Hanson also assembled an incredible crew to enable his vision. The technical elements recreate the early 1950s L.A. time period with beguiling immediacy; the cinematography by Dante Spinotti (Heat) gives a sense of the darker elements just under the surface without having to overly rely upon the film language of staid noir visuals. Peter Honess' sharp editing provides a downright Thelma Schoonmaker-esque musical orchestration to the proceedings, especially as the multiple storylines and developments spill onto one another. Speaking of music, the score by Jerry Goldsmith (Star Trek) is thick with the jazzy overtones of the genre. It's a score that simmers with sexual tension and malevolence. The casting director deserves a lifetime free pass. There are a whopping 80 speaking parts in the movie, and each person is a great hire that builds a richer film.

While the plot of L.A. Confidential sucks you in right away, its characters take hold the strongest. Film noir is one genre that has a codified cheat sheet of character archetypes, and this movie fulfills and subverts them, finding surprising and gratifying ways to further round out these figures into complex and nuanced human beings. The three main characters all provide a different approach to law enforcement and when we see them start to work together it's a wholly wonderful turn of events. Bud is the muscle, Exley is the brain, and Vincennes is the charm, and each one attacks the Nite Owl case and its subsequent leads from different angles that best apply to their set of skills. Each of the three characters discovers new pieces of evidence, new contacts and suspects, and when they start to work together it not only provides a payoff with the combined evidence but with the satisfying nature of their teamwork. That's because they become better people when they work together and each moves closer to some moral redemption.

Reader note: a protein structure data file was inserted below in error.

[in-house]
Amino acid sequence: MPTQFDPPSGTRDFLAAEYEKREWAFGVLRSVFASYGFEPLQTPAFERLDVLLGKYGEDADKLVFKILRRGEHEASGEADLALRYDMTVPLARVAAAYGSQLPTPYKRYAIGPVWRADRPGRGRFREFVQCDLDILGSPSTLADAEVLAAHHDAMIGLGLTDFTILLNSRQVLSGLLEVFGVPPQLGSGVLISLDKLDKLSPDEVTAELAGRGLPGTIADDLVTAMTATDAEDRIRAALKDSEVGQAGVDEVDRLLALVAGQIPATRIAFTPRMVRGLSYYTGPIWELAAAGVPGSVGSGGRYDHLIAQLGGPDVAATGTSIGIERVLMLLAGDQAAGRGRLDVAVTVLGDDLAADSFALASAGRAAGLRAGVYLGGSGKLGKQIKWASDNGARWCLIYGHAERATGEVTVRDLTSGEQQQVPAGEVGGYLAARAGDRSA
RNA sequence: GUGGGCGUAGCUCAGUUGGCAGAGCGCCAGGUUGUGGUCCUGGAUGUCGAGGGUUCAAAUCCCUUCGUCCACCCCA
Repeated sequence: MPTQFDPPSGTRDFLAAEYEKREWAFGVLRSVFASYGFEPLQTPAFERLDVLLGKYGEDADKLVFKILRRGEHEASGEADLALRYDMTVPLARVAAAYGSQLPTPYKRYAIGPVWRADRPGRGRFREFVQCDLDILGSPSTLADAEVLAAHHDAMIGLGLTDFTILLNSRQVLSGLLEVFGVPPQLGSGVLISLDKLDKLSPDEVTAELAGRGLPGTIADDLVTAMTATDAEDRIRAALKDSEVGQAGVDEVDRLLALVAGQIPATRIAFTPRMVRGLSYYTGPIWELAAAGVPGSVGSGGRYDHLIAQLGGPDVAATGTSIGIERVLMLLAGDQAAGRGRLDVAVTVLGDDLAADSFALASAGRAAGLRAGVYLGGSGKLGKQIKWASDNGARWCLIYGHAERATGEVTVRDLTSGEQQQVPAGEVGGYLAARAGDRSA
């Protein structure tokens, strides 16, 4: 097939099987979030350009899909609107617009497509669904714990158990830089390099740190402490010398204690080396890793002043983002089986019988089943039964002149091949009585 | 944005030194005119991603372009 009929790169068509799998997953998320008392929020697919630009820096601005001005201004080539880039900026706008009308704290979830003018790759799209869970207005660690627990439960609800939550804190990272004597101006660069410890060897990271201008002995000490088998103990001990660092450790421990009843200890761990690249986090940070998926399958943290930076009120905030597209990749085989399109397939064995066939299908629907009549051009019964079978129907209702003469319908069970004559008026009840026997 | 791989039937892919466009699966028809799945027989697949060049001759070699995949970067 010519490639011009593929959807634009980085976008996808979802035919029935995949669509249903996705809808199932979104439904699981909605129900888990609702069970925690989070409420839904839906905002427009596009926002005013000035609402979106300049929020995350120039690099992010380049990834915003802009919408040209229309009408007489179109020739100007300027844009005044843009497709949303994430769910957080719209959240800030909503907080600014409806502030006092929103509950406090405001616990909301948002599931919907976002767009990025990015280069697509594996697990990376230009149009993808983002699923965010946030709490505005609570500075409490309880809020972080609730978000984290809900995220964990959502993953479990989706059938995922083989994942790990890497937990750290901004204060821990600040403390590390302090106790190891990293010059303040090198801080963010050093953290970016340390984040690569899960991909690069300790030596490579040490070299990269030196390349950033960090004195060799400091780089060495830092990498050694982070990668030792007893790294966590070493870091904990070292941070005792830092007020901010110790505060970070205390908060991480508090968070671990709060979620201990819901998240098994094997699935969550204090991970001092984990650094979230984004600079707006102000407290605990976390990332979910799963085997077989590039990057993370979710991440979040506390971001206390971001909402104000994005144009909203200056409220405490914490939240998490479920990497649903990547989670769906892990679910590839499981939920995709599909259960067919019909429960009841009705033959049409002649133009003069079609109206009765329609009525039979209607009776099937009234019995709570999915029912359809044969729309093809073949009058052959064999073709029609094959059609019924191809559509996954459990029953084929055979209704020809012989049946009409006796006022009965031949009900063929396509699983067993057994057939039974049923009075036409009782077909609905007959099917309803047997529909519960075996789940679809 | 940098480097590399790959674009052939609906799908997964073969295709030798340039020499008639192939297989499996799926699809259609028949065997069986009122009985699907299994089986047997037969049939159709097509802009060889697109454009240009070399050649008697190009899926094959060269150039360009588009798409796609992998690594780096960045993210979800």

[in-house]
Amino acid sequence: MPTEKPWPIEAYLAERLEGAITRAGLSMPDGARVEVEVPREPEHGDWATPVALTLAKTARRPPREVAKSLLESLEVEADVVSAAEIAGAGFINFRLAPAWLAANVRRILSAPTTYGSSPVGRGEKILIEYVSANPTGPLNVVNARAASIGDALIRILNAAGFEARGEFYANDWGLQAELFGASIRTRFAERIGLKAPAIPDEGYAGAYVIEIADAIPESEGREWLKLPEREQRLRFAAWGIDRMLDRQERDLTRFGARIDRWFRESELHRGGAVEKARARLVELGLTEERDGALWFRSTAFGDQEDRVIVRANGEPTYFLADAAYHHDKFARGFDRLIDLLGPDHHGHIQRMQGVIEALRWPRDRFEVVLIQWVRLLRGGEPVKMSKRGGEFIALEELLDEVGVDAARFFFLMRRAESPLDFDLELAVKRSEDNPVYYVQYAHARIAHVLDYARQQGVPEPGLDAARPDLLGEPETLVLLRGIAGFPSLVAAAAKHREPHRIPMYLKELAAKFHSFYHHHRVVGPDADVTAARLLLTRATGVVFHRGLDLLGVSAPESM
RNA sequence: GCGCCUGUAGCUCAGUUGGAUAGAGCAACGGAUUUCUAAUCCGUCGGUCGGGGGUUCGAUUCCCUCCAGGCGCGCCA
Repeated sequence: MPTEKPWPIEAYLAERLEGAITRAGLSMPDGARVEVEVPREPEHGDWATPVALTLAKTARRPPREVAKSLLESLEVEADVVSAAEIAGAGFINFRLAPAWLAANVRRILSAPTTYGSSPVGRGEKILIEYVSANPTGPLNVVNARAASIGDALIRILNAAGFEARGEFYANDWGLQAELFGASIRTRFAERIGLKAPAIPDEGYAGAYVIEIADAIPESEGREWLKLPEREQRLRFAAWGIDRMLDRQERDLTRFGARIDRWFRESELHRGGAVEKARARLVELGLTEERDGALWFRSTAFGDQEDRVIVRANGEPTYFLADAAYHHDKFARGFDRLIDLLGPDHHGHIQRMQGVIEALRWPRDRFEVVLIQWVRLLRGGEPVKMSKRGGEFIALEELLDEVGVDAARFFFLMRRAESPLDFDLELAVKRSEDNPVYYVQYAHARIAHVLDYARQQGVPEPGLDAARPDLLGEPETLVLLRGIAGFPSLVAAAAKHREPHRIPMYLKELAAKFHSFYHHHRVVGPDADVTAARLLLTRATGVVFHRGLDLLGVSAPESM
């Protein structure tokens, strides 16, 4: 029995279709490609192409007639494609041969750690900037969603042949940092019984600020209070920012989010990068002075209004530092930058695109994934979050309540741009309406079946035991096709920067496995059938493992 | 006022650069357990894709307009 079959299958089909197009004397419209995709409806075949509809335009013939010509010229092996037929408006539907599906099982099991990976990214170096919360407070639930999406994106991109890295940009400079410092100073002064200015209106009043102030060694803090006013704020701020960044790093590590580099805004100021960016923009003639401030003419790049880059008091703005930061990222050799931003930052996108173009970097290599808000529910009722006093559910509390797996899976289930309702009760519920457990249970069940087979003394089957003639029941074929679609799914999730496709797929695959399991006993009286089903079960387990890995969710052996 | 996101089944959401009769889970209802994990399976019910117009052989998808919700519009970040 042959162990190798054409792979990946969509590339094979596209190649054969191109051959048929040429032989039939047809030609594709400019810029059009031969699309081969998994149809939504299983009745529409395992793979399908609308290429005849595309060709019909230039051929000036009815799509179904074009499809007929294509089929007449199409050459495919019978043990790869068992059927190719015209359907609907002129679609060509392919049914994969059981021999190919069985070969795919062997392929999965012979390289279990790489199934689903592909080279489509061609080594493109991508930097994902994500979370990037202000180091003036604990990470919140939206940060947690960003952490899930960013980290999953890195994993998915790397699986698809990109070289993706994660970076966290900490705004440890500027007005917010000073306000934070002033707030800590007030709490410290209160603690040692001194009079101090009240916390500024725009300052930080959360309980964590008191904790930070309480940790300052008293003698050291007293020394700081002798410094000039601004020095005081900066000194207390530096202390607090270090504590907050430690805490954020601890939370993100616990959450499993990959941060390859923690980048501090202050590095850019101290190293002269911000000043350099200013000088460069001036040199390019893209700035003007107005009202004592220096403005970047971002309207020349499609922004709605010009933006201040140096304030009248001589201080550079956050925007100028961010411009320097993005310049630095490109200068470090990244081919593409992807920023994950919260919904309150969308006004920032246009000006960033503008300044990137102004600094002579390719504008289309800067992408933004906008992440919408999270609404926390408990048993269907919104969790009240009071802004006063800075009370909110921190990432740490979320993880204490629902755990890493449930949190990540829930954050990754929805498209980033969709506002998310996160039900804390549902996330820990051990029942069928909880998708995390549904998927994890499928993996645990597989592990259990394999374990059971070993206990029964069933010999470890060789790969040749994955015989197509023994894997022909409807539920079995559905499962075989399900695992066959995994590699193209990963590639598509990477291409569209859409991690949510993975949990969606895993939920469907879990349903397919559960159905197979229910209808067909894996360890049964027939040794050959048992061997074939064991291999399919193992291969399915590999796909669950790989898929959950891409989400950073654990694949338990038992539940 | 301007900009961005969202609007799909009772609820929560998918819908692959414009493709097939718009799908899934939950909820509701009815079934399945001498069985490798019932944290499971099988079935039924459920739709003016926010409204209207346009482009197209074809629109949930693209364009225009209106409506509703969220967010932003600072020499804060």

Bud is the loyal cop with a hair trigger and a penchant for being a white knight to abused women. His personal history of abuse makes him seek justice, often by his own fists. He has a rigid moral code of right and wrong and isn't afraid to cross lines to achieve it. He's also tired of being a bully and wants to be more than just the muscle. Exley is a straight arrow with a strong sense of moral righteousness and a mind for politics. He knows how to play sides for his own gain. He's not afraid of making enemies within the department, and his opportunistic choices create many. He's trying to forge his own path outside the shadow of his father, a famous lawman who was gunned down by a random purse-snatcher ("Rollo Tamassi"). He has to learn that he can't do everything on his own. Finally, Vincennes is in many ways the face of the department as an ambassador to the world of TV and film. He's succumbed fully to the glamour of Hollywood but he's also full of profound self-loathing, trying to count how many compromises he's made in life and where it's gotten him. The appeal of the old life is crumbling and his detective instincts are reawakened, spurring Vincennes into the fray and surprising even himself. It's extremely rare for any movie to successfully develop more than one protagonist, let alone three, and yet L.A. Confidential achieves this milestone so that when we alternate perspectives there isn't a drop in viewer interest. Each man brings something different and interesting, each man reveals new hidden depths, and each character is fascinating to watch in this setting.